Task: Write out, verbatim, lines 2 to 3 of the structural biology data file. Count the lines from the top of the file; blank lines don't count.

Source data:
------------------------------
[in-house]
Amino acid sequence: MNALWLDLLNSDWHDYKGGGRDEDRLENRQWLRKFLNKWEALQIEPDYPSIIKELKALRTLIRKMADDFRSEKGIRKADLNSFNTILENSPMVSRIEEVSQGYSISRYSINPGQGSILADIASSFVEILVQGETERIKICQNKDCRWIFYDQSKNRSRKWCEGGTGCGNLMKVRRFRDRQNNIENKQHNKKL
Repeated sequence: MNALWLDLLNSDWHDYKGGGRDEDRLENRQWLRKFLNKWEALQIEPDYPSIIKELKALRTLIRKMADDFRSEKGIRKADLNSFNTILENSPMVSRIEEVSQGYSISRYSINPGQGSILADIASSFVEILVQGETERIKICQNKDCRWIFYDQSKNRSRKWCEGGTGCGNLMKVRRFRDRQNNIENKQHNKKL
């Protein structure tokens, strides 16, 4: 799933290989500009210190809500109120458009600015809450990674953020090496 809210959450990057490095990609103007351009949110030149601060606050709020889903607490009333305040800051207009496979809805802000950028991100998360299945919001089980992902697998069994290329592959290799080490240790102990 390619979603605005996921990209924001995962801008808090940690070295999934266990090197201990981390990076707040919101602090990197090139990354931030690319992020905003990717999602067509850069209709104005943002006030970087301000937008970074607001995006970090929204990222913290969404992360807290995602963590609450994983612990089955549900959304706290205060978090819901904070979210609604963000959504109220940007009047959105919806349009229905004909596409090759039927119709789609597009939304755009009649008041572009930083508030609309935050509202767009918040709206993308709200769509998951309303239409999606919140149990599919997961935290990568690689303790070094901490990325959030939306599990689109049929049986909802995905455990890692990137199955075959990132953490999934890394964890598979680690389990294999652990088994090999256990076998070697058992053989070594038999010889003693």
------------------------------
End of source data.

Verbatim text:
Amino acid sequence: MNALWLDLLNSDWHDYKGGGRDEDRLENRQWLRKFLNKWEALQIEPDYPSIIKELKALRTLIRKMADDFRSEKGIRKADLNSFNTILENSPMVSRIEEVSQGYSISRYSINPGQGSILADIASSFVEILVQGETERIKICQNKDCRWIFYDQSKNRSRKWCEGGTGCGNLMKVRRFRDRQNNIENKQHNKKL
Repeated sequence: MNALWLDLLNSDWHDYKGGGRDEDRLENRQWLRKFLNKWEALQIEPDYPSIIKELKALRTLIRKMADDFRSEKGIRKADLNSFNTILENSPMVSRIEEVSQGYSISRYSINPGQGSILADIASSFVEILVQGETERIKICQNKDCRWIFYDQSKNRSRKWCEGGTGCGNLMKVRRFRDRQNNIENKQHNKKL